The thing about insight is that you never really know in its initial energy burst whether it’s delusional. Still, one has to act.
So with the insight gained from having my heart stop a few times, I’ve decided to step away from my weekly GetReligion responsibilities and devote myself to self-healing.
It's going to take months to fully recover from the two major surgeries, hospital pneumonia and series of seizure-like heart stoppages (cardiovascular syncope, to be more medically precise) I’ve experienced in recent weeks. This followed a steady health decline over the previous several months. I want to give myself every advantage in the process.
I owe at least that much to the many people, my family and friends, that have bathed me in love and compassionate devotion during this time.
(In case you're wondering, prior to my decline I did take care of myself. I was super careful about diet and exercise. But I’m 76 and this is what happens to us all, sooner or later. Life is transient.)
I was fortunate that the heart stoppages — I’m actually unsure of the precise number I suffered — did not diminish my intellect; I did not stroke out. My new pacemaker should handle the stoppage problem.
I’m also fortunate that Medicare, my supplemental health insurance and my personal finances are likely more than sufficient to handle my bills. I fully realize that in 2019 America, and in the larger human family, I’m privileged to be able to say this.
I still have great curiosity about this amazing creation in which we get to sojourn and I’m so blessed to be deeply connected to my wife, Ruth, who taught me how to commit to love, and who I wish to show love toward for many years to come.
There’s much ahead. I remain an adventure-seeker.
I've written for GR for about four years, and as professional journalists know well, one column a week of analysis or commentary is hardly a backbreaking pace. So it's not the deadline pressure that I need to step away from.
It’s the distraction; the uncounted hours of every day consciously and unconsciously spent scouring the news for stories worth commenting on or just absorbing in hope of discerning some larger pattern that will be of interest to journalists and news consumers. I’ve finally concluded that, after more than a half-century around the news business, that this process has now become not only psychologically grinding but corrosive at its core.
Given the amount, frequency and nastiness with which the news comes at us today, in its multiplicity of forms, surely it's more corrosive than ever. I won’t be able to heal if I stay immersed in it. I’ll stay abreast, but I can't let it consume me any longer.
It’s also so damn frustrating. The news is an endless cycle of the same shortsighted compounding of human error repeated ad nauseam. Frankly, I find it depressing and I do not think it will ever change.
How many times have I written about China’s horrendous treatment of it's Uighur population, only to then come across a story in The Washington Post about how Beijing is expanding its atrocities to include other Muslim minorities within its orbit? And no one with power or influence does anything about it. Certainly not the world’s other 1 billion-plus Muslims. The concept of the Muslim Ummah has become a farce, a concept to be wielded politically when it suits the aggressor’s desires.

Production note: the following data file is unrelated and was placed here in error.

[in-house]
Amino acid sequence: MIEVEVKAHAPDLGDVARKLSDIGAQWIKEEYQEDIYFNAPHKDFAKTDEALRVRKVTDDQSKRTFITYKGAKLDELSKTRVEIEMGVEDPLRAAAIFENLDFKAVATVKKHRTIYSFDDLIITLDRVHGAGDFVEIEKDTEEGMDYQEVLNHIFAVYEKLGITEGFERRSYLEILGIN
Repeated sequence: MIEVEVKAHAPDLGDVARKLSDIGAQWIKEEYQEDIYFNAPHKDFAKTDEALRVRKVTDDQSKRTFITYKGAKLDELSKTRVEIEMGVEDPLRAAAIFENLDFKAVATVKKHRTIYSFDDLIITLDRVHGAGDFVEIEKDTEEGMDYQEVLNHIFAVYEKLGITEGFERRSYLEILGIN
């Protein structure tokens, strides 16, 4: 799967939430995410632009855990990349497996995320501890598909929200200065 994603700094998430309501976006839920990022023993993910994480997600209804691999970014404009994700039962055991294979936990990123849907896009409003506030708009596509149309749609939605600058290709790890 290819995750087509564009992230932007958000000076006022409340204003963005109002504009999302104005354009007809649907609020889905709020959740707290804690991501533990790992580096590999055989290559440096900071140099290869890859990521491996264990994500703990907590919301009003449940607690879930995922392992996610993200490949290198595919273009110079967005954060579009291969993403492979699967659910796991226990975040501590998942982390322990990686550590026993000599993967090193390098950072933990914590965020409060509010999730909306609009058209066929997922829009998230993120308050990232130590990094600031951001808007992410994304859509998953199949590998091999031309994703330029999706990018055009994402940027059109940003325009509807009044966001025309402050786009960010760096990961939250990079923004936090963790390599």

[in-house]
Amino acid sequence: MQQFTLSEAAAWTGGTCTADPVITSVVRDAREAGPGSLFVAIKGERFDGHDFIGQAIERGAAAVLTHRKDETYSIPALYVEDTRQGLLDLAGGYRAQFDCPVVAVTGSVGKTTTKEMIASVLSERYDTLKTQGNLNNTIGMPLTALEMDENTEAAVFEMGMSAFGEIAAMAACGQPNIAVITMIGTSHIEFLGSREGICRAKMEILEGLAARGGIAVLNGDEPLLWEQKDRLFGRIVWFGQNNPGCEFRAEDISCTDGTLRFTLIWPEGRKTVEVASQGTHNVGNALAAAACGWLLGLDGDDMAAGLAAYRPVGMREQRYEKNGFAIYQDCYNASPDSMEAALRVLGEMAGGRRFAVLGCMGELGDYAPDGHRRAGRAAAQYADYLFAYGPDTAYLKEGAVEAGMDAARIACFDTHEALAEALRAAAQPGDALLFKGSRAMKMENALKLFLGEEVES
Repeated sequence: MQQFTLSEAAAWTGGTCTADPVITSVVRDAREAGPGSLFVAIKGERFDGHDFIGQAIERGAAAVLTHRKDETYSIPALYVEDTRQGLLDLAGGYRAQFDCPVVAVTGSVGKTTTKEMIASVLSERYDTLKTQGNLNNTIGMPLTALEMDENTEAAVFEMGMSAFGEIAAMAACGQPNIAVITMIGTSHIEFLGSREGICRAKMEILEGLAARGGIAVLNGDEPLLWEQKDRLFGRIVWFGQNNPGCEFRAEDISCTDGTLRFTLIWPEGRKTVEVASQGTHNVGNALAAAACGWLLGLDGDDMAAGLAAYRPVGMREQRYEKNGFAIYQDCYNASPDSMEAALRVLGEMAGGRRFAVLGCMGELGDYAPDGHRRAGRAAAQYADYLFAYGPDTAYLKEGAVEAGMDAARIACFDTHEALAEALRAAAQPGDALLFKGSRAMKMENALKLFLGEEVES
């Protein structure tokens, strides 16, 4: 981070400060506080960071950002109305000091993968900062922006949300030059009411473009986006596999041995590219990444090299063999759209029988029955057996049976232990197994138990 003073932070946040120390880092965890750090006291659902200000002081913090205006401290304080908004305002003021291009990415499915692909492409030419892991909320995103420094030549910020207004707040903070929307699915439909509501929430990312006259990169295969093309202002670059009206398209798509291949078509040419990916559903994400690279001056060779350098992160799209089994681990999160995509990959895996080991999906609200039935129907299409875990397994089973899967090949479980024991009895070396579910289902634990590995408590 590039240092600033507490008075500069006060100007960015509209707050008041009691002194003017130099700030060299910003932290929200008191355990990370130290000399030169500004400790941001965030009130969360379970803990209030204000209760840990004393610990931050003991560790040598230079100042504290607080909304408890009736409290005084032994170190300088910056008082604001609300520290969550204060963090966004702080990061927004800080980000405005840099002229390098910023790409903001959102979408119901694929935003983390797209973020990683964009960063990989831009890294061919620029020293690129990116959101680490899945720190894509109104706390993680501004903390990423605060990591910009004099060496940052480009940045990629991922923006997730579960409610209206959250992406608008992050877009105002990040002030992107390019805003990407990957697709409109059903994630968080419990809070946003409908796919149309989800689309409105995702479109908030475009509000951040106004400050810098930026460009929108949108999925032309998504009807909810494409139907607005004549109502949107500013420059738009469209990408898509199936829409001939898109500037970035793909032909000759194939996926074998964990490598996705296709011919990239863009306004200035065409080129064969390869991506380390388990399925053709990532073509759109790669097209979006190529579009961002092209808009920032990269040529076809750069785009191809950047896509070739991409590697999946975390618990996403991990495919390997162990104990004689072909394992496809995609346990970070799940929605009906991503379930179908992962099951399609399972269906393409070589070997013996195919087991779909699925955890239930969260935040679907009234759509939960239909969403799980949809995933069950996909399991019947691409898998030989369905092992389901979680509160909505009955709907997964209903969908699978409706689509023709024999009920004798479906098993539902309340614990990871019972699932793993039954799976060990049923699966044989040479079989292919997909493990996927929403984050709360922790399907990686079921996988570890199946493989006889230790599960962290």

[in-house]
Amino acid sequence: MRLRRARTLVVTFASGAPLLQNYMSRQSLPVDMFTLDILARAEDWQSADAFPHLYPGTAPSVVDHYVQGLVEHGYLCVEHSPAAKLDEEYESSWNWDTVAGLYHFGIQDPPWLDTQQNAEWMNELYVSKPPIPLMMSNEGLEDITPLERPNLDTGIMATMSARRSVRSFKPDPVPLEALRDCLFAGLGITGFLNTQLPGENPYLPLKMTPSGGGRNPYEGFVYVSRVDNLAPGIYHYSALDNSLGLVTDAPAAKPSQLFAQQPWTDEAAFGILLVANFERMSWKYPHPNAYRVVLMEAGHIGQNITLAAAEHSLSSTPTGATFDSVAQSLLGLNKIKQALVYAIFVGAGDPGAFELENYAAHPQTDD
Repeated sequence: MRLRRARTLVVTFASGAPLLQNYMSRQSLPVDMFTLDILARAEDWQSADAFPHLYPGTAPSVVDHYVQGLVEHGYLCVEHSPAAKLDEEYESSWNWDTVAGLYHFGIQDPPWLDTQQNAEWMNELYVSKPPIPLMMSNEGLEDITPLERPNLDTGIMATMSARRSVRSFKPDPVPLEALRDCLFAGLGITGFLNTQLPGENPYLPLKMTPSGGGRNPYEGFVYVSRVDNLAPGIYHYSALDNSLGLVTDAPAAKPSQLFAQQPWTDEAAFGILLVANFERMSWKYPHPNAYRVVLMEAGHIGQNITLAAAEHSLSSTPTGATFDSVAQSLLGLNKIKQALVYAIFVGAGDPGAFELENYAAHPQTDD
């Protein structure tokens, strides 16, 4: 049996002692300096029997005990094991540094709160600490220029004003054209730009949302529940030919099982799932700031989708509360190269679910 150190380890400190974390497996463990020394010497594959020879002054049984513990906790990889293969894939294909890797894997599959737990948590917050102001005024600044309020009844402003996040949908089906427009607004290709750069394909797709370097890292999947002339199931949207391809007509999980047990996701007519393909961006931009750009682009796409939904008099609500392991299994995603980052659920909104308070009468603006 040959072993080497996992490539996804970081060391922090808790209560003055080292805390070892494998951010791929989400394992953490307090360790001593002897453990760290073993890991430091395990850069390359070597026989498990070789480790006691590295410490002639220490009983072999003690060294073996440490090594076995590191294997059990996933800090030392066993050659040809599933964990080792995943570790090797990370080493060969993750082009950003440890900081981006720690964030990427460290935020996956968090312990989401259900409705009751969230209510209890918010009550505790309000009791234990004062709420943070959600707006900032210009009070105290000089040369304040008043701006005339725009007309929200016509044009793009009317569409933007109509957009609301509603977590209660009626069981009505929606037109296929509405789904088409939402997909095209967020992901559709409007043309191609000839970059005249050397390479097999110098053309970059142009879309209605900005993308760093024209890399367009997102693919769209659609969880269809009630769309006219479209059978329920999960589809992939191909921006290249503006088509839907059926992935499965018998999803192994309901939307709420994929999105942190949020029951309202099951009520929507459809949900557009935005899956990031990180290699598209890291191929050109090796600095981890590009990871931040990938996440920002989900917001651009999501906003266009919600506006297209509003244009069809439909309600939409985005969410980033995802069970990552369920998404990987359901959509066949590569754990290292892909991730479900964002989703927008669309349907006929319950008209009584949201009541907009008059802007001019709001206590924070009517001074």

The same may be said for many trends in popular Christianity or any other faith group. That includes my own; the larger Jewish community with which I identify or the more socially and spiritually expansive, niche Jewish community where I feel most comfortable.
Stories such as the Post offering mentioned above are important and must be published. Courageous journalists put their freedom and life on the line to bring them to public view. But documenting atrocities does not make them go away. Nor does it make the victims any more noble, just a bit more familiar.
Instead it seems only to spur copycat episodes across the globe. I need a break from all that. That's the message my body has conveyed.
GetReligion is a site about the journalistic attention paid to the many ways that humans seek to impose sense and order on their existence to stave off insecurity.
Both journalism and religion suffer mightily these days.
Both will survive, of course, though in what forms remain to be seen. We are a specie that needs to communicate and we will always need to grasp for that elusive sense of control. Human-propelled climate change — the greatest of societal follies, in my opinion — could, of course, change everything. Then none of this will matter. We’ll just have to see.
Let me end by thanking Terry Mattingly for reeling me into the GetReligion boat. And for allowing me to remain a part of it despite my opinions differing, often widely, from the site’s general tone and readership. Thanks as well to my various co-workers over the years, and to the powers that fund this work.
I don't intend to stop writing, but I hope that whatever I produce will probe deeper into the mystery, which is my neutral way of referring to the spark that birthed us all. Perhaps we’ll meet up in another forum sometime in the future.
Until then, try to do some good.